When you think of Japanese cuisine, more often than not sushi will be your first thought. And while it’s definitely up there as a foodie highlight, there are plenty of alternative Japanese seafood dishes for you to discover. With the average Japanese person eating around 150 pounds of fish every year, they can’t just be having sushi all the time, can they?
Forget crepes in Harajuku, it’s all about savory pancakes now. Okonomiyaki is a must for any first-time traveler in Japan (particularly famous in the Kansai region, but there’s plenty to be had in the Tokyo/Kanto area). The name okonomiyaki loosely translates to ‘whatever you like, grilled’—and that, my fellow budget traveler, is exactly what you get. Inside the batter is a heap of ingredients: cabbage (being the main ingredient), bean sprouts, spring onions, an egg and of course seafood (shrimp, octopus). Oftentimes okonomiyaki will also have meat, such as pork or beef. Expect reams of Japanese mayonnaise and Worcestershire-style sauce on top and bonito (fish flakes). Okonomiyaki is that different Japanese dish that you maybe didn’t know about before you arrived. Get your fix of it now.
3-20-1 Jingumae, Shibuya 150-0001
JR Yamonote Line to Harajuku, Takeshita exit
Go here to grill your own okonomiyaki. A good social meal. It’s a cool location being inside the Design Festa gallery. Lunch time is your best shot (11am-3pm), with all-you-can-eat on offer plus a drink for just 1,060 yen. Bargain.
And be sure to check our guide for more cheapo-friendly okonomiyaki spots in Tokyo.
2. Bento box
Bento boxes are basically a fancy Japanese lunchbox. No white sliced bread like back home here, that’s for sure. There are different sections of the lunchbox containing different foods. Ingredients can vary, but a traditional bento box will contain either fish or meat, pickled or cooked vegetables and, of course, rice. We are talking about Japan after all.
You can find prepared bento boxes at grocery stores or specialty shops in bigger/busier stations (as they are usually eaten as a meal on the bullet train). And the convenience factor of a bento box means you can chow down just about anywhere—at the office, at a picnic, on the go, and even at Kabuki! They are quite a sweet little Japanese tradition, if I may say so myself.
Matsuri Station Bento (Tokyo Station)
Tokyo Station 1F Central Street, 1-9-1 Marunouchi, Chiyoda-ku, Tokyo
JR Yamonote Line to Tokyo Station
Right inside the ticket gates at Tokyo station, this place offers around 170 different kinds of bento boxes. It also specializes in regional variations. A perfect spot for when you use the bullet train.
This is one of those dishes that should be at the top of your must-try foods while in Japan. You might need to look hard for good-quality tempura, but boy is it worth it. Tempura is a range of foods such as shrimp or vegetables (zucchini and eggplant are popular), battered and deep fried to light and crispy perfection. That is the trick with finding a good-quality tempura though—the batter. Avoid all-greasy, over-cooked coatings and look for the fine, succulent and crispy ones. It might be hard to find a decent meal of it outside of Japan too, so get your tempura overload while you can.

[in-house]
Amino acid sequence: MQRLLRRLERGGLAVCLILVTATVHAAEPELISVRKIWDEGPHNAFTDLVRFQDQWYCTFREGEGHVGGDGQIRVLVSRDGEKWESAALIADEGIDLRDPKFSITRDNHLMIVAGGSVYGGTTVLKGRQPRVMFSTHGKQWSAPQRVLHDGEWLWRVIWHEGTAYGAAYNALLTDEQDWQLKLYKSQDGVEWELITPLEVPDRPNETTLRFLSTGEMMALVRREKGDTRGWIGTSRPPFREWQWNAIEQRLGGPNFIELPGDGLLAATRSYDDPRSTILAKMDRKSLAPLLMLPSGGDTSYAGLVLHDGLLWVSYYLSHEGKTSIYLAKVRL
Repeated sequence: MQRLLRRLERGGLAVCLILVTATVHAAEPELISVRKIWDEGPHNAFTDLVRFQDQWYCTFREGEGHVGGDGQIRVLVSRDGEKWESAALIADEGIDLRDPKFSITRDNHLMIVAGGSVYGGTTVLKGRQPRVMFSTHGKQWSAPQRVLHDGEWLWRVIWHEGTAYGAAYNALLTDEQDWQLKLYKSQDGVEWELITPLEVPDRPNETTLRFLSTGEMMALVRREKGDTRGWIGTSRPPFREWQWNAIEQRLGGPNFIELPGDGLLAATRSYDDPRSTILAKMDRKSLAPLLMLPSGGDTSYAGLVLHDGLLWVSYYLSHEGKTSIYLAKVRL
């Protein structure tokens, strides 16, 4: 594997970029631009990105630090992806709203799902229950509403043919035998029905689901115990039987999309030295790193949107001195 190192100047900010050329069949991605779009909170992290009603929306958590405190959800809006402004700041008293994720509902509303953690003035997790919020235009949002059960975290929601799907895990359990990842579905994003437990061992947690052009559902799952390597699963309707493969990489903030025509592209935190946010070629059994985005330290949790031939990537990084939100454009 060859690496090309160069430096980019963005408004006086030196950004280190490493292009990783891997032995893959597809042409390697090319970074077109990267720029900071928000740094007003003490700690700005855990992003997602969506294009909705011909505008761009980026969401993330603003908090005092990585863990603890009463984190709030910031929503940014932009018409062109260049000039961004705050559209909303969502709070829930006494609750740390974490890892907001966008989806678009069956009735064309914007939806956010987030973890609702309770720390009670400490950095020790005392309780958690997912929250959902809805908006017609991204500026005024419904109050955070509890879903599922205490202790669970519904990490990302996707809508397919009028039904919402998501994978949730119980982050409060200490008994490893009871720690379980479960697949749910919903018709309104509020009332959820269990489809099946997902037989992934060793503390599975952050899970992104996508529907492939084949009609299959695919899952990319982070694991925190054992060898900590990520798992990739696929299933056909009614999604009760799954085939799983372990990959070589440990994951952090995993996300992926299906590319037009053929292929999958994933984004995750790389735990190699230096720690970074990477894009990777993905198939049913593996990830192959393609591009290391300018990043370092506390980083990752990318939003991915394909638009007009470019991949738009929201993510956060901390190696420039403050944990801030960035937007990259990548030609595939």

1-38-10 Asakusa, Taito-ku
Mon-Fri: 11am-8.30pm, Sat: to 9pm
Ginza Line to Asakusa, exit 1
Hit this little joint in Asakusa for a fantastic tempura meal. The tempura is fried in pure sesame oil, which is a specialty of the area. The restaurant is in a white building with a tiled roof. Expect queues.
Feeling fancier? Try Michelin-star tempura at Kyourakutei.
4. Seafood Donburi
Donburi or “rice bowl meal” is another dish perfect for featuring seafood. The bowls are often topped with tuna, salmon, octopus, shrimp and roe, to name but a few. These seafood-rice bowls are particularly popular and present around the Tsukiji market.
It’s a delicious and filling meal that is comforting for when you are traveling around on a budget. Winner.
4-1-9 Ueno, Taito, Tokyo
11am – 7pm
Yamanote Line to Okachimachi Station
Check out Minatoya for your perfect donburi number. The ingredients come fresh from the Tsukiji market and are priced at about 500 yen. There are English descriptions on their menus, which is always a plus.
Cheapo shout out: Yanmo
For a simple fish meal, we highly recommend Yanmo. They specialize in grilling fish from the Izu Peninsula—caught fresh daily. Lunch sets in this upscale-looking restaurant range from 1,100 yen to 1,400 yen. Definitely the place to dine if you’re looking to be impressed for less.
Read our full Yanmo review here.
Who said Japan was just sushi? That’s the great thing about Japanese cuisine, you’re always finding something new and different to add to the list. Have your 150 pounds of seafood in your two-week holiday, is what I say—or try and come close to it at least.
Our favorite (read: cheapest) maid cafes in Akihabara. These types of cafes are one of Japan’s pop culture icons.